Adventure Film Review

An Odyssey of a Film Review: Interstellar

November 5, 2014Ben Mk


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Last year, it was Gravity. This year, it's Interstellar. The common thread linking these two films is, of course, the fact that they're both big-budget space sci-fi spectaculars, but make no mistake — that's where the similarities end. For unlike Alfonso Cuaron's harrowing and intimate survival story set in space, Christopher Nolan's latest film is a sprawling epic — a struggle for survival that plays out on a grand scale, where the fate of all of humankind hinges on the success of a last-ditch mission to travel to another galaxy, in the process bending the rules of space and time itself.

   

To put the aesthetic vision and tone of Nolan's ambitious, nearly-three-hour opus — rich with black holes, wormholes and "giant sarcastic robots" — into perspective, think Stanley Kubrick meets early M. Knight Shyamalan. Admittedly, it's not the most straightforward concept to wrap one's head around, which is why it's probably for the best that Nolan (who co-wrote the screenplay with his brother, Jonathan) chooses to launch the story in a more grounded manner: on Earth, where, in the not-too-distant future, a global food shortage threatens to extinguish the lives of every last man, woman and child on the planet.

It's here — in a rural farmhouse constantly being battered by swirling dust storms — that we're introduced to Cooper (Matthew McConaughey), a widower and former pilot whose NASA career has crashed and burned. Nowadays, he does what he can to prolong the survival of the human race, which translates into growing corn (the only food that hasn't yet gone extinct) and caring for his two children, 10-year-old Murph (Mackenzie Foy), and her older brother, Tom (Timothée Chalamet).

That is, until one day, when a series of unexplained "gravitational anomalies" leads him and his daughter straight to the front gates of a top secret NASA base, where a group of researchers — professor Brand (Michael Caine), his daughter, Amelia (Anne Hathaway), and scientists Rommily (David Gyasi) and Doyle (Wes Bentley) — have been working tirelessly on a possible solution to Earth's no-win scenario: namely, a manned expedition to another galaxy, to explore the viability of life on other worlds.

It's the culmination of work that began with the discovery of twelve potentially inhabitable worlds, each on the other side of a wormhole that mysteriously appeared in the vicinity of Saturn some 48 years earlier. 38 years after that, NASA sent one intrepid astronaut to each planet — canaries in a coal mine, if you will — to evaluate each world's candidacy for supporting human life. Now, NASA is ready to send a crew to visit three of these possible worlds, to make the final determination about which should be humanity's next home. And they want Cooper to fly their spaceship.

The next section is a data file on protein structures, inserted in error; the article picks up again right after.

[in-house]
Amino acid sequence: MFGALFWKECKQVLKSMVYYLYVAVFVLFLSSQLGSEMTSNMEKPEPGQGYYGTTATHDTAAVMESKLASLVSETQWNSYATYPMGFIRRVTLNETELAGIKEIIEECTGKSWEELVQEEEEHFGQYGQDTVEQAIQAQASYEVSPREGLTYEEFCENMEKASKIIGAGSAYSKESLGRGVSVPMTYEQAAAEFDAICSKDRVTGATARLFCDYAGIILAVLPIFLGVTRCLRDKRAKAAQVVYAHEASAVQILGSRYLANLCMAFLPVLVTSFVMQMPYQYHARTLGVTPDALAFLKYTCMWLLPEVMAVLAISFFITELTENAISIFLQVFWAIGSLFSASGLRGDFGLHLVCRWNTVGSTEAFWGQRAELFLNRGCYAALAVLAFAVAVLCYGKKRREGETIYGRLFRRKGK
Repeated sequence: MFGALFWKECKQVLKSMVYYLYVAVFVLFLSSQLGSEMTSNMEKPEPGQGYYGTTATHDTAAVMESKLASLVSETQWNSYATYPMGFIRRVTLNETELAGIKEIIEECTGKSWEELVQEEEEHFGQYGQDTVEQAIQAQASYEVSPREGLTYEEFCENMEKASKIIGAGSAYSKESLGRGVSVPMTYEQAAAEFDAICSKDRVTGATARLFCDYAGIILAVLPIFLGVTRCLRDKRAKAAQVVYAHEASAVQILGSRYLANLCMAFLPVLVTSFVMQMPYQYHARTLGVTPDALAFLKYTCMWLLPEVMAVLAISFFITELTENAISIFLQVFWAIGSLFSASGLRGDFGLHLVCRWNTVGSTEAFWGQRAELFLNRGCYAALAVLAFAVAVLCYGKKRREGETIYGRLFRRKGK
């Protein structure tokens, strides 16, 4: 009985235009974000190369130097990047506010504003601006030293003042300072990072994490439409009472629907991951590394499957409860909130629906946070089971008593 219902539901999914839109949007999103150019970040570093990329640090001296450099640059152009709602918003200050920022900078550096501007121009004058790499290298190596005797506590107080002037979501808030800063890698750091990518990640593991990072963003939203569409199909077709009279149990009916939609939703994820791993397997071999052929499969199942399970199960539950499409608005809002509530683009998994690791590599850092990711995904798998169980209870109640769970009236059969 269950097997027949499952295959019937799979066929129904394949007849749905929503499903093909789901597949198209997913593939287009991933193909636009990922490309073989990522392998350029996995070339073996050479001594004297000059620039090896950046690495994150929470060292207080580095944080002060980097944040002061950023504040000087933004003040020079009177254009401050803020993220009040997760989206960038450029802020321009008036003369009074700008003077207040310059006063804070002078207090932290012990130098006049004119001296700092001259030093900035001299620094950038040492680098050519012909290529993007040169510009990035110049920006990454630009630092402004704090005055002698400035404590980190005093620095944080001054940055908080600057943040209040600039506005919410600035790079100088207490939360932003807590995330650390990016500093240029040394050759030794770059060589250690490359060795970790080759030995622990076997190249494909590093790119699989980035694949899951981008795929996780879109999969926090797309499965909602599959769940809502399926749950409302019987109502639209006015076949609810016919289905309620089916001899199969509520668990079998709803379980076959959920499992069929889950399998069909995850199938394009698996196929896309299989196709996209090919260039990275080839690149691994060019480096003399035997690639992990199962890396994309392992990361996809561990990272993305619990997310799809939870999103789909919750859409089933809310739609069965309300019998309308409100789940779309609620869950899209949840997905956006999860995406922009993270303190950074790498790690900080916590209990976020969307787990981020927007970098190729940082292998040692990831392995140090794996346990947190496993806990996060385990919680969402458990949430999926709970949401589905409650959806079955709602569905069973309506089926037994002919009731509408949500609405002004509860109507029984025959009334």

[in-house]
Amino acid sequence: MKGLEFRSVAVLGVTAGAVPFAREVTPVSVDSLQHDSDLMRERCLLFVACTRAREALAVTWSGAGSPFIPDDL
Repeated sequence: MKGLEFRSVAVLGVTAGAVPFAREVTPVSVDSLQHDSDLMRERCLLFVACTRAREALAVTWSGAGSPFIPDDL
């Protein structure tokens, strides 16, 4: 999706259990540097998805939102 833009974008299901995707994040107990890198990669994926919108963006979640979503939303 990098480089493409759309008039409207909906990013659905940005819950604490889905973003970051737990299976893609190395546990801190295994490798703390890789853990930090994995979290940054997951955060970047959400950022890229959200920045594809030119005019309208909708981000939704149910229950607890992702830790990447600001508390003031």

Thanks to the wonders of relativity, the storyline spans multiple decades — with Jessica Chastain and Casey Affleck eventually taking over the roles of Cooper's children — and, believe it or not, we've only just begun to scratch the surface of its mysteries. So perhaps you can understand — maybe even appreciate — why Interstellar requires the nearly three hours it does to unspool. The movie bristles with such heady astrophysics and wrestles with such weighty themes that anything less would simply fail to do justice to the Nolans' jaw-dropping vision.

In fact, its daunting running time can barely contain the scope of their ambition, as even with seemingly all the time in the world, there are still aspects of the narrative that come across as somewhat hurried. Not that it diminishes the impact of the story or dilutes its overall message in any way. The movie's central conceit is that all the science in the galaxy can't hold a candle to the power of the human heart and its capacity for love. And though it sounds corny on paper, it resonates exceptionally well on-screen, thanks to Foy and McConaughey, who lay the fundamental emotional groundwork for the film's ultimate payoff with their brief but powerful scenes together.

Still, those who may not necessarily buy into the film's tear-jerking father-daughter story needn't despair. For even if you aren't able to connect with the story emotionally, Nolan has yet to make a blockbuster that doesn't also satisfy as popcorn entertainment. And Interstellar is no different.

Visually, it's guaranteed to leave moviegoers awestruck. Especially in IMAX, which, frankly, is how it was meant to be seen. Nolan has been a major proponent of the large-scale format ever since he shot portions of The Dark Knight Rises in it. And here, he and cinematographer Hoyte Van Hoytema take full advantage of the ratio, immersing viewers in stunning scenes such as those that depict Cooper's spaceship landing on a water-logged planet and contending with 1600-foot waves looming on the horizon. Rest assured: if it's spectacle you're after, it's spectacle you'll get.

The Bottom Line In the end, Interstellar may have all the trappings of a typical Hollywood blockbuster, but what's truly wondrous about it is that it works on so many levels. It's a thought-provoking sci-fi treatise, a visual tour de force and a moving piece of dramatic filmmaking, with a surprising amount of humor to boot. And even at nearly three hours long, rarely does it overstay its welcome. Without question, Nolan has taken a huge leap of faith, betting that moviegoers will have the courage to strap in for the long haul and tag along for a ride not just to the farthest edges of the galaxy, but to another galaxy altogether. But he sticks the landing in stellar fashion.  Ben Mk








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